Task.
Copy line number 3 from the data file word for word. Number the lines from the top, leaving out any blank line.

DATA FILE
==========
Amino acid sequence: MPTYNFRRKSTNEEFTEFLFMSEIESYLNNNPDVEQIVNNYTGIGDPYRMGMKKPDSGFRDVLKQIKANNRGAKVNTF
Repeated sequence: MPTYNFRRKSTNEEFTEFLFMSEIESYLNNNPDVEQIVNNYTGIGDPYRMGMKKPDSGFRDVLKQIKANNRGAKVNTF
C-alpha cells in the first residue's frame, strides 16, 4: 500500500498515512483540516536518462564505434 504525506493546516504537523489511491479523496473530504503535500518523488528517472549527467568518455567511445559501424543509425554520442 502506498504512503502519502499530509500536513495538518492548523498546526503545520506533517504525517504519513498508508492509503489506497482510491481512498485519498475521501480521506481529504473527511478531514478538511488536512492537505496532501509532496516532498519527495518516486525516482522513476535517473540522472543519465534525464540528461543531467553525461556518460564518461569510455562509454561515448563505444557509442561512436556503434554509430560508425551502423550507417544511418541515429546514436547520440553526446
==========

C-alpha cells in the first residue's frame, strides 16, 4: 500500500498515512483540516536518462564505434 504525506493546516504537523489511491479523496473530504503535500518523488528517472549527467568518455567511445559501424543509425554520442 502506498504512503502519502499530509500536513495538518492548523498546526503545520506533517504525517504519513498508508492509503489506497482510491481512498485519498475521501480521506481529504473527511478531514478538511488536512492537505496532501509532496516532498519527495518516486525516482522513476535517473540522472543519465534525464540528461543531467553525461556518460564518461569510455562509454561515448563505444557509442561512436556503434554509430560508425551502423550507417544511418541515429546514436547520440553526446